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In class on Thursday when we were discussing how a film could cue us to the subjectivity of the narration since, by default, a film is expected to utilize objectivity; similarly, the audience’s expectations, guided by cognitive norms, submit to the same objectivity. As I reflected about this notion, one film in particular struck me as representing subjective narration both diegetically and mimetically. Our Narrator, Walter Neff, and the Femme Fatale, Phyllis Dietrichson

Double Indemnity, a seminal film noir from 1944, concerns an insurance rep who “lets himself be talked into a murder/insurance fraud scheme that arouses an insurance investigator’s suspicions (imdb.com).” Now, this plot summary does no justice to the complexity of the story, but this film noir hits all of the right notes: expressionistic lighting, femme fatale, murder, fatalism, crime, etc… Honestly, if you haven’t seen it, you must, and I apologize in advance if I reveal key events from the plot/discourse that could ruin your viewing experience.

Double Indemnity immediately cues us diegetically to its subjectivity by the narrator/protagonist framing the narrative with a confession of murder and the events leading up to that murder. Visually, we see the protagonist, Walter Neff, telling his story via a dictaphone. From this point on, the voice-over narration guides us into the body of the plot and how Neff became beguiled by both the femme fatale and thus the murder plot. What all of these techniques denote is the subjectivity of the events that follow: Neff is guiding us through the events, naturally providing us with one skewed (in my mind) perspective of the events leading to his eventual demise. What I think the film does very well is mimetically convey the inner conflict of Neff as he tells his story; almost as if the mise-en-scene visually invokes the emotional state of the fated character. It is as if the audience sees externally what Neff feels internally while narrating the tale. In one particular scene (the one in the photo above), Wilder constructs settings using both obtuse, Expressionistic lighting techniques to convey the turmoil of Neff. Furthermore, Wilder also prominently displays doorways, windows, portraits, and other architectural elements that appear as closed boxes or frames; as I saw it, visual cues suggesting Neff’s feeling of being trapped and unable to escape from his inevitable fate.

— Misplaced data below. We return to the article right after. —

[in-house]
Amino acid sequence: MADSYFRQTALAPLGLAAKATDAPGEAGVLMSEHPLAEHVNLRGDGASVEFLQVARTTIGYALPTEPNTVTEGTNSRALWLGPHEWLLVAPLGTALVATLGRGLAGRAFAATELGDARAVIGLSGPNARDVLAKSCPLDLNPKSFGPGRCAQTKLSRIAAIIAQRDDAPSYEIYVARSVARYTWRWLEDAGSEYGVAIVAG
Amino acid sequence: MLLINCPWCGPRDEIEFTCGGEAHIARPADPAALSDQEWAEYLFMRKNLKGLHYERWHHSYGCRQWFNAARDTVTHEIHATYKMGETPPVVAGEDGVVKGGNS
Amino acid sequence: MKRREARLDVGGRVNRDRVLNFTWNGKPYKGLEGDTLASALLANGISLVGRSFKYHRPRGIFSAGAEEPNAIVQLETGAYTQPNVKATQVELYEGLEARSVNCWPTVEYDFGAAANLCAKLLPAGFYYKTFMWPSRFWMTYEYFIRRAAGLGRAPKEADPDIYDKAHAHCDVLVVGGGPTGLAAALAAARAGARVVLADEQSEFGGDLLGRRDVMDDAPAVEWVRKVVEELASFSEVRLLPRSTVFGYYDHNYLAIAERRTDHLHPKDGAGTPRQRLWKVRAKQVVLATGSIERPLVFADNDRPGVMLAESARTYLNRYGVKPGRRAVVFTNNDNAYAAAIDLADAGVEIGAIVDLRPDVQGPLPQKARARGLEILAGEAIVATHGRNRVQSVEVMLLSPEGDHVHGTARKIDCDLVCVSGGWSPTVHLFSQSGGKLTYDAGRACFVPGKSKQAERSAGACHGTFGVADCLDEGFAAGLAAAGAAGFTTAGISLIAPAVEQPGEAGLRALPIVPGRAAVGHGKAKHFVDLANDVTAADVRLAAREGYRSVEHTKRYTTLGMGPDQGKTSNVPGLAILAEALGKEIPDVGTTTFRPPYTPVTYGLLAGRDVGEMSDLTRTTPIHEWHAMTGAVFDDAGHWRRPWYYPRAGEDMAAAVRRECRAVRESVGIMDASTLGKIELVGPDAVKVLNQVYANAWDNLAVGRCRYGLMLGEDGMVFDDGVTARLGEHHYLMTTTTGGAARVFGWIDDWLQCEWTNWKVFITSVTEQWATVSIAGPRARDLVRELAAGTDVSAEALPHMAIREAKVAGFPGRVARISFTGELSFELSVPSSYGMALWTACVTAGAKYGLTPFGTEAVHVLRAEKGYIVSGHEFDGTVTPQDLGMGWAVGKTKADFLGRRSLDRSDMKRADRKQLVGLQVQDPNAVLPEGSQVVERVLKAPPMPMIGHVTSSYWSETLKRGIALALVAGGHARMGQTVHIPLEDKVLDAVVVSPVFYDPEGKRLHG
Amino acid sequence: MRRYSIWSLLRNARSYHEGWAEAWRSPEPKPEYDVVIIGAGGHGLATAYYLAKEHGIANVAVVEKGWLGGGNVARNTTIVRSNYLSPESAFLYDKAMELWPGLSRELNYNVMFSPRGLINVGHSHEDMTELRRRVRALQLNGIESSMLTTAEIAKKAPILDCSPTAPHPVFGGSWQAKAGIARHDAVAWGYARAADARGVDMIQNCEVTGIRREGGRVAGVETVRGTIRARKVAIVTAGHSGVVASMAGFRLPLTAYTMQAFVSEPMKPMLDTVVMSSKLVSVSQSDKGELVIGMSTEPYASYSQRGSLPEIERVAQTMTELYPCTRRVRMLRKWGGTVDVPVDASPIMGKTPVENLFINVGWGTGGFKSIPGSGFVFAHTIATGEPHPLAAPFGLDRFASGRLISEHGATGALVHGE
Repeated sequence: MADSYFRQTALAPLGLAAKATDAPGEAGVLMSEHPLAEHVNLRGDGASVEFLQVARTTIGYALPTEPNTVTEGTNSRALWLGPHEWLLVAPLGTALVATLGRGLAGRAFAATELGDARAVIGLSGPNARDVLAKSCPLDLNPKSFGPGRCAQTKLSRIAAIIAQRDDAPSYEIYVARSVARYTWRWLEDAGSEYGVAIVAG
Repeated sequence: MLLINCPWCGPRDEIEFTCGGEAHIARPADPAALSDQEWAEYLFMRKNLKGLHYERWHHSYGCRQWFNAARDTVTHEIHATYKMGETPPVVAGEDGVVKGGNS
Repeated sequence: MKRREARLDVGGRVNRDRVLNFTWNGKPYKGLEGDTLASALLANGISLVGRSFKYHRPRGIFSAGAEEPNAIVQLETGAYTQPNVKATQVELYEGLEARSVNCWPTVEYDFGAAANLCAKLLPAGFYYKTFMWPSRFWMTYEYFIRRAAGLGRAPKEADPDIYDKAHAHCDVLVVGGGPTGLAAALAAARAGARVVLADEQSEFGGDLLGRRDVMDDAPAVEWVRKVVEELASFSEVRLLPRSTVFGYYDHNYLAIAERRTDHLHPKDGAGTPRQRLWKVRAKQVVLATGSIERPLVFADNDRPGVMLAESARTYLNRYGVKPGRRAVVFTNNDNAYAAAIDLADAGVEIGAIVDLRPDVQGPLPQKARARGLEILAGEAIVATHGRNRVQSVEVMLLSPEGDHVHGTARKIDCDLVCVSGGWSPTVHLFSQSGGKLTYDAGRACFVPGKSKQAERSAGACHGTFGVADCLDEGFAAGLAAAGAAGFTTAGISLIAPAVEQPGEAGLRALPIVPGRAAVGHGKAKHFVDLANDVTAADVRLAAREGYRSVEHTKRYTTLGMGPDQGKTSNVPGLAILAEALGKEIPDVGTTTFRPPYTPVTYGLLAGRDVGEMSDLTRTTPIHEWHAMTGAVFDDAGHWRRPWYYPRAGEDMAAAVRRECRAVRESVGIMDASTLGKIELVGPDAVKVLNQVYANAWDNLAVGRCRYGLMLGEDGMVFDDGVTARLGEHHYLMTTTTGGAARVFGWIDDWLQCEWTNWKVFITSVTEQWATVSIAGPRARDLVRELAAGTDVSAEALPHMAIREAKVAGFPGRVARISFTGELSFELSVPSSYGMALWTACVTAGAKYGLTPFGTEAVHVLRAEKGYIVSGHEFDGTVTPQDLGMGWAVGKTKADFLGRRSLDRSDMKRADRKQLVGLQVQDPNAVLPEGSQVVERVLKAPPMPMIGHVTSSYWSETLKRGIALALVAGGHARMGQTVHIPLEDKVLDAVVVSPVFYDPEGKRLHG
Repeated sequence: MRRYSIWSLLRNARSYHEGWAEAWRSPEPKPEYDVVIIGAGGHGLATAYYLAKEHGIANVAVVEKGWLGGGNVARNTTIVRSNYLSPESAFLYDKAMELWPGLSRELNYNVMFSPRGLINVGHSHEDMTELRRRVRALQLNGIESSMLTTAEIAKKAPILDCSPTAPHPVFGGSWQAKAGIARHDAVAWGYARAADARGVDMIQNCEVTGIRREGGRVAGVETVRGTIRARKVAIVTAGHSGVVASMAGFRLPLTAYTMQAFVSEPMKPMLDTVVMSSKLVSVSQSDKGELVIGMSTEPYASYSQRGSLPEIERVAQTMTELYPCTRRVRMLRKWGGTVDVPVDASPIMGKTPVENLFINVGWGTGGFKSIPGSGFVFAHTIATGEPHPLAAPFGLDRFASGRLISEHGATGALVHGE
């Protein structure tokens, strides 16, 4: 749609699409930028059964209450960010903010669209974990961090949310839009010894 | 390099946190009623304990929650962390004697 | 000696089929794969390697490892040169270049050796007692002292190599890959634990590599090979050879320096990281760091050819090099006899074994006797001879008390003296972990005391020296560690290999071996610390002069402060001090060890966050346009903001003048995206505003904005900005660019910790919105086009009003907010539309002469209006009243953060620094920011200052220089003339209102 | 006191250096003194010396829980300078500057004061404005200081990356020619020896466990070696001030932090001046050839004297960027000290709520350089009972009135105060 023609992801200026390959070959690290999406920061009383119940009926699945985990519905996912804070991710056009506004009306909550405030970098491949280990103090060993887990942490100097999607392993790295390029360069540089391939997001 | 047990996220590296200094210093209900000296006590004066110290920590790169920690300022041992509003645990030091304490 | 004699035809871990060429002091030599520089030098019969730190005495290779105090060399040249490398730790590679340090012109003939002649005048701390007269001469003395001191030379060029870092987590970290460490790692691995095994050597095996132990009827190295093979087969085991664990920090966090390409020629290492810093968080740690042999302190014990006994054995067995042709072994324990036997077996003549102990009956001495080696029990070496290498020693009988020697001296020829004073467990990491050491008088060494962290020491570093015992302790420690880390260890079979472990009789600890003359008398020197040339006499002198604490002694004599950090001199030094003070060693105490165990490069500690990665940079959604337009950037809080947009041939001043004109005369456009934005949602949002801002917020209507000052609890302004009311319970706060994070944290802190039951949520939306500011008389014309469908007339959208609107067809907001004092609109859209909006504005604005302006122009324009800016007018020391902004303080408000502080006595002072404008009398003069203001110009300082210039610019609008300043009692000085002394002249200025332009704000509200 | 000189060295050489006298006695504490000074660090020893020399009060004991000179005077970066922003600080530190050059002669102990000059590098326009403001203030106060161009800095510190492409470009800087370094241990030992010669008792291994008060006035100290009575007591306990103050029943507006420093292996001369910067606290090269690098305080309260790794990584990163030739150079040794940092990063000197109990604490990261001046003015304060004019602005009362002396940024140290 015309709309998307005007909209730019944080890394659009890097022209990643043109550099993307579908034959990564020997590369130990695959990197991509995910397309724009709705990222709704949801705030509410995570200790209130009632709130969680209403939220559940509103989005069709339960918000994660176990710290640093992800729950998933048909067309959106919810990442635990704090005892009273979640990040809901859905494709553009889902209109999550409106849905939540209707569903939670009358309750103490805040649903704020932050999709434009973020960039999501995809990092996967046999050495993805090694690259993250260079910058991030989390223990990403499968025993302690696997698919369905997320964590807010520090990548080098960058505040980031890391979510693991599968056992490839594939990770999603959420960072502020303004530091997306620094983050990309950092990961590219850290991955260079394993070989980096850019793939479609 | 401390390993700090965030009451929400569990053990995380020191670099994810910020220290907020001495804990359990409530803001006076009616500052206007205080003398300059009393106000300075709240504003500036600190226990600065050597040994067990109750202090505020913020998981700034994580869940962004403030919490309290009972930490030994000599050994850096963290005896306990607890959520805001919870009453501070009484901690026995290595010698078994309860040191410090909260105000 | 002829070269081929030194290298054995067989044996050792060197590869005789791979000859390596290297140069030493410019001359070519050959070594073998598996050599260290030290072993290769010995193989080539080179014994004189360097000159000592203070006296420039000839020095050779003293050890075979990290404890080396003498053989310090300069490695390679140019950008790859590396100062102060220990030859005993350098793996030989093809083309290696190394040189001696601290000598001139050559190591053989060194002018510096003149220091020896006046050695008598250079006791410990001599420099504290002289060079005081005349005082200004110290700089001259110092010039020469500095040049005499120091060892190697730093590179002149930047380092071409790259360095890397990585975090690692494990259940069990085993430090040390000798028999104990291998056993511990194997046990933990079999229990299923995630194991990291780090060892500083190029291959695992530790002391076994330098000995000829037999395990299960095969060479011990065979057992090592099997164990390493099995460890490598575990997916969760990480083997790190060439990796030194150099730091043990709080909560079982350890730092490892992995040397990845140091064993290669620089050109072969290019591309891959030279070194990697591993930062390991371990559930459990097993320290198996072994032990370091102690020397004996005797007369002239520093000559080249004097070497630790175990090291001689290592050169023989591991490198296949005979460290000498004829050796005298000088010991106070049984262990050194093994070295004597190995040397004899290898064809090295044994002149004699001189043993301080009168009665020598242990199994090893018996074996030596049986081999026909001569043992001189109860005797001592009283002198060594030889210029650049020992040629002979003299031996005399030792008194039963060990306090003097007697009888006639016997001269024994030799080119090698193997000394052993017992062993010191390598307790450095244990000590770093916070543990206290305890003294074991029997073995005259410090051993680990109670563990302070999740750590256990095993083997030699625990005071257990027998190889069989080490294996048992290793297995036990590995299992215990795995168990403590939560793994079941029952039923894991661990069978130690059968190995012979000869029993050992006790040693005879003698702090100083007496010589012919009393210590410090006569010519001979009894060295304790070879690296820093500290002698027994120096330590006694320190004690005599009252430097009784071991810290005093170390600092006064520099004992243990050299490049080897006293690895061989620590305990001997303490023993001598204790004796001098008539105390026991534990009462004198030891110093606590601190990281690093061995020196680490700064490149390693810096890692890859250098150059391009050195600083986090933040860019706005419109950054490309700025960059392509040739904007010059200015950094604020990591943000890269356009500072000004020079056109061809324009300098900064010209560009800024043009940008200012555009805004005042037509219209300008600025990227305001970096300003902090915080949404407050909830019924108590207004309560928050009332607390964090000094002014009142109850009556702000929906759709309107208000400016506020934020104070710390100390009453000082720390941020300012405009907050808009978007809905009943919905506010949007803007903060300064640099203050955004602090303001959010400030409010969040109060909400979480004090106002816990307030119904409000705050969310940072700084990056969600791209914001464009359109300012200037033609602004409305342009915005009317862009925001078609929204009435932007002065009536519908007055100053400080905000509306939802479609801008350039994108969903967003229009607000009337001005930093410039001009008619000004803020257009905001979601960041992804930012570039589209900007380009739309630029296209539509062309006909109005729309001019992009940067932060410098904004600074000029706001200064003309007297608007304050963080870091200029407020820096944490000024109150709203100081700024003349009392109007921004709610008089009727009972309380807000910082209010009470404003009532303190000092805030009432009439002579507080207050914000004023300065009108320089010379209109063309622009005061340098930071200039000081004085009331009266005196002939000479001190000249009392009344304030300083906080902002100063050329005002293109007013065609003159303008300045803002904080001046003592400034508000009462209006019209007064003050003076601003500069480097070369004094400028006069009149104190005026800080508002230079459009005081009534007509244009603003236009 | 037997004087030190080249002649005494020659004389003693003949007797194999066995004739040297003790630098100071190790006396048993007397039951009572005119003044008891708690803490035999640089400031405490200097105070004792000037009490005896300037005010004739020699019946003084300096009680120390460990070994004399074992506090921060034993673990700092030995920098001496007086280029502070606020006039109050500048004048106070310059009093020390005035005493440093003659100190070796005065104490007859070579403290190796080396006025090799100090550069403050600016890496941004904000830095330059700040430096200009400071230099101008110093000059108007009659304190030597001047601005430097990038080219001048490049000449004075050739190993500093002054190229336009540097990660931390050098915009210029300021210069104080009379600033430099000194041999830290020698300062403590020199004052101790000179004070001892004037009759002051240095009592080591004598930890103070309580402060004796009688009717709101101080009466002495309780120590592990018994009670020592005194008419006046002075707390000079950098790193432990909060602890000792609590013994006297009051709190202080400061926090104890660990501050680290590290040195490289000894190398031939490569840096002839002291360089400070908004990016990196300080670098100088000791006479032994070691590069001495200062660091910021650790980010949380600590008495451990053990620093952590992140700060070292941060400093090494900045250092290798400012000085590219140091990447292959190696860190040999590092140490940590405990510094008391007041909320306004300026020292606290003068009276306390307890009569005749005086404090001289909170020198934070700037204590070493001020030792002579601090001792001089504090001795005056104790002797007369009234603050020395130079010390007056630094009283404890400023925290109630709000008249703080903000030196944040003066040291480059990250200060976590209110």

As I think we certainly showed in class, film diegesis and mimesis exist simultaneously within any film. They exist as weights on a scale: sometimes, more weight is placed on one aspect over the other. In this case, the narrative framework and plot construction of the story and its inherent subjectivity are complimented by aspects of set design and mise-en-scene that reveal the mental status of the narrator/protagonist.

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